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Artist Ilene Sova captures the face of missing, marginalized Ontario women in her haunting series Missing Women

Artist Ilene Sova paints the portraits of women reported missing in Ontario between the years 1970 and 2000 in her ongoing series, Missing Women. It is an incredibly haunting project and her art forces us to consider the tragic stories of these forgotten women, many of whom struggled with mental illness or dangerously worked the streets as prostitutes. “In my choice of subject; I choose to paint the women that I do, to bring importance to what our society has deemed unimportant,” Sova outlines in her artist statement.

On the phone, she tells us that she “wanted to do something about violence against women but didn’t want to show violence in [her] painting.” The idea of painting missing women came after watching a crime show led her to a disturbing hunt on Google. Sova ended up on the OPP database that chronicles missing persons since the 1920s. She knew then that her work would focus on local missing women, specifically those in their twenties and thirties, or the vulnerable and high risk demographic.

“I researched each of them extensively and spent hours at The Toronto Library going through newspaper databases…usually a glimmer of their personality would come through quotes from friends or family members.” But Ilene also discovered that there was little or no coverage for women who were considered to have at-risk lifestyles.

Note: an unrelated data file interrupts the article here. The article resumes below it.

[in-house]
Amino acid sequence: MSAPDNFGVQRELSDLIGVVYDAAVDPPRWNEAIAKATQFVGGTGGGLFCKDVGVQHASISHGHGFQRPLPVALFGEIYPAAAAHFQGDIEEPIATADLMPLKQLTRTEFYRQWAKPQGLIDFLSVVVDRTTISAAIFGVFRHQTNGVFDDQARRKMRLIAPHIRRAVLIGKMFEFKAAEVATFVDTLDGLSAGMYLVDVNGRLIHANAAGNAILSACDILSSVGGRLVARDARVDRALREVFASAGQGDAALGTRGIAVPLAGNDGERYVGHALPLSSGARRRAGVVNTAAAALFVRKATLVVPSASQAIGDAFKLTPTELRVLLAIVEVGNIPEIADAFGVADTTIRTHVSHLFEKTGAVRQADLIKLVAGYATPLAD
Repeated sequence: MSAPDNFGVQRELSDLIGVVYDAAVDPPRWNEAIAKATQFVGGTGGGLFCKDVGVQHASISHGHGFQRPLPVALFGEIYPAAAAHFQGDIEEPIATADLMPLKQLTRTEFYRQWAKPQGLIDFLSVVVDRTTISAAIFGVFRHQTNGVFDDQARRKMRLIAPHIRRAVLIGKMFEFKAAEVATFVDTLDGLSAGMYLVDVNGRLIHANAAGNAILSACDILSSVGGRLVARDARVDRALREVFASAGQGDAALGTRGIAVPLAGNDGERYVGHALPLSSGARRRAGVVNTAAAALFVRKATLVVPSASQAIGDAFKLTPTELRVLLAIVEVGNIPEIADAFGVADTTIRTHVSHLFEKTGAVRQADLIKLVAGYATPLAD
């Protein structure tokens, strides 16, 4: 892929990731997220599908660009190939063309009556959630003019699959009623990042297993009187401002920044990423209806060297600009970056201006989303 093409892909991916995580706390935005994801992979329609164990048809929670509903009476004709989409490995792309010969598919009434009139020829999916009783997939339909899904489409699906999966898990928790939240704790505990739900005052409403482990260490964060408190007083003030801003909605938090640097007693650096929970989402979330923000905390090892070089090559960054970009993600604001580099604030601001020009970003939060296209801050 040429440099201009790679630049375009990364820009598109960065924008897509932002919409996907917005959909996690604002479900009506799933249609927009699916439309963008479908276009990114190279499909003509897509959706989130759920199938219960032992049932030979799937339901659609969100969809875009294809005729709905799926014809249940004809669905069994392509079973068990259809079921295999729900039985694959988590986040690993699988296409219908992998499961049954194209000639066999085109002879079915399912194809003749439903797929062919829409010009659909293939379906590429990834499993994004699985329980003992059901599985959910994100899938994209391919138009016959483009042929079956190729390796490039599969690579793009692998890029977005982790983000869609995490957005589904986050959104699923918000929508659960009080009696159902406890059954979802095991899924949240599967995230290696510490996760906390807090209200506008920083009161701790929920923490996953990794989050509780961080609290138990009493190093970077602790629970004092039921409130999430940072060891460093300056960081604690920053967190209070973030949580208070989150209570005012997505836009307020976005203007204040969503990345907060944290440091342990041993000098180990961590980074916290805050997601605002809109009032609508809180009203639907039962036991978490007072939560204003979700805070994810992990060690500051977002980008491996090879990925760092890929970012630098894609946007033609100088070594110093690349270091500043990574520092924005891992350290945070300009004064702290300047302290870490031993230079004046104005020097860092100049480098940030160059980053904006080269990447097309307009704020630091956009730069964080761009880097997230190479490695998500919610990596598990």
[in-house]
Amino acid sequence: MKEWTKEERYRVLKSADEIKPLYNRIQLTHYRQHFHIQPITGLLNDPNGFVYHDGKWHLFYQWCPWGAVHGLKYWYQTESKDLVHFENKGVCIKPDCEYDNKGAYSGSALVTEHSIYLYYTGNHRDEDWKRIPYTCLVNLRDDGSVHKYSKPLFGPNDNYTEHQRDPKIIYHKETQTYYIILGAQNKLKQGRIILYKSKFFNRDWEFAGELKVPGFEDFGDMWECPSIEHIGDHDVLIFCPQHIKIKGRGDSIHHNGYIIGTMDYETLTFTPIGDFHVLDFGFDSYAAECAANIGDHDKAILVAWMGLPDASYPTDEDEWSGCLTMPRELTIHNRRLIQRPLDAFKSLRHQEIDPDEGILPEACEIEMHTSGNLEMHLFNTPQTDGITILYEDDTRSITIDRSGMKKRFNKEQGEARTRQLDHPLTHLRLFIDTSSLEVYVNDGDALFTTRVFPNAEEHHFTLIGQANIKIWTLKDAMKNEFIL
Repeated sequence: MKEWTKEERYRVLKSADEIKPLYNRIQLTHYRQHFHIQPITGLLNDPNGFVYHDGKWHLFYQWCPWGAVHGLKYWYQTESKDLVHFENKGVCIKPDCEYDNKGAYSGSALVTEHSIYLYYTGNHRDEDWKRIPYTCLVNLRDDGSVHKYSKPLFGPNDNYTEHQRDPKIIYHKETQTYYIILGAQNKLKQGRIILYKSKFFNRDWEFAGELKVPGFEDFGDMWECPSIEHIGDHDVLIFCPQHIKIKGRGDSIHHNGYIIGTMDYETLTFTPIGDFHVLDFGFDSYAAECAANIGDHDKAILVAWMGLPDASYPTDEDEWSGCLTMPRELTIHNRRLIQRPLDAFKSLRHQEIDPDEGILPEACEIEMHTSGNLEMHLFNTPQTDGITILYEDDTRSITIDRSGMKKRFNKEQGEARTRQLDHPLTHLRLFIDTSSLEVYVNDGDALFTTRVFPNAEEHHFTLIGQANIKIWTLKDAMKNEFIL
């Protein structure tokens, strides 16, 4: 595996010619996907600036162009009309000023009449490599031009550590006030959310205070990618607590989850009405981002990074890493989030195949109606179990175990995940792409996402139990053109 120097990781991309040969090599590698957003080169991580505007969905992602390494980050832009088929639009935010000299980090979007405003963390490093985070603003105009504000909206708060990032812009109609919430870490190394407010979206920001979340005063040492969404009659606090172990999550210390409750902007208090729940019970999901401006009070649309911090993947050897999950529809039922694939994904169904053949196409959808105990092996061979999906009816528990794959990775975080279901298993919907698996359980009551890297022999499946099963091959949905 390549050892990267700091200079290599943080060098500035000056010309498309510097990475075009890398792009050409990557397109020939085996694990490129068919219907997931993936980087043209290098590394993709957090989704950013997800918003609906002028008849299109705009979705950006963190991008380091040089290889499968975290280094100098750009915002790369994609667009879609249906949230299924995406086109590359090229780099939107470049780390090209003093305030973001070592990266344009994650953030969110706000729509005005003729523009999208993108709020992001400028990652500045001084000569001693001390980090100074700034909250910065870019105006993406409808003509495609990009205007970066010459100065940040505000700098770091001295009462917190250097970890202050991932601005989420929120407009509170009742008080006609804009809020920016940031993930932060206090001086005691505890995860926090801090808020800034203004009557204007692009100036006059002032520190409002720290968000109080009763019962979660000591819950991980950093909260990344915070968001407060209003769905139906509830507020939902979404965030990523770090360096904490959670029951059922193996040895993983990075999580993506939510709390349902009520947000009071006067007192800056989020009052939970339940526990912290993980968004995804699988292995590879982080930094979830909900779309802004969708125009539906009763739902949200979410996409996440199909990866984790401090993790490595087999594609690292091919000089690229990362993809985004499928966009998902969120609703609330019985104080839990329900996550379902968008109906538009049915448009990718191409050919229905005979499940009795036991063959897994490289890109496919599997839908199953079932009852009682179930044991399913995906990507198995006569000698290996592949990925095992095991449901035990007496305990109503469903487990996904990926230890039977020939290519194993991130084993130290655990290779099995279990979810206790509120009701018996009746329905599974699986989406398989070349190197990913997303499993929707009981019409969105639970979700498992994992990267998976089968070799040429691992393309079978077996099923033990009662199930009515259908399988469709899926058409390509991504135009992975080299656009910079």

Not surprisingly, Sova admits that this research, and her creative process, was immensely depressing. However, while she worked on her paintings she also found inspiration through Eva Ensler’s Ted Talks. “I went from being depressed to feeling like a vagina warrior,” says Sova with a laugh and explains that, “…telling untold stories brings happiness.”

Her fixation of painting women (not just the missing ones) began back in college while taking a course in Feminist Art History. Sova was influenced by the teachings on Second Wave Feminists and how they rejected painting in their practice, because it was such a male dominated medium that focused on the female subject as form of titillation. As a Third Wave Feminist, Sova wanted to reclaim the female point of view in art and thus has made it her mission to paint women and tell their stories through the female gaze. Missing Women now takes that to a deeper level by telling the stories of women who have no voice.

Eerie and affecting: while some may start to dramatize cold cases in their minds, others will think of their loved ones or a drunken Saturday night where a bad turn could so easily have happened. No doubt Missing Womenwill make all consider, who were these women? How did they fall between the cracks? What happened? How could their fate have been changed?

On Sova’s website, each painting links to a page outlining the details of the missing women with distressing descriptions that mark the end of their life. Here is an example of a last report as told by police records:
Nancy Liou
Liou was last seen departing her apartment building, located at Dundas Street E, near Parliament Street, at 4:50 p.m. on January 27, 1999.
She was caught on her apartment building’s security video; she was lingering inside the rear door for 10 seconds before apparently seeing someone in the direction of the parking lot, at which point she ran out the door with a smile on her face.

Missing Women was recently on display at The Department of Canadian Heritage and Sova is currently seeking a new home for her ever-growing series that unravels Canadian history in a new and vividly poignant way.
~Jen McNeely

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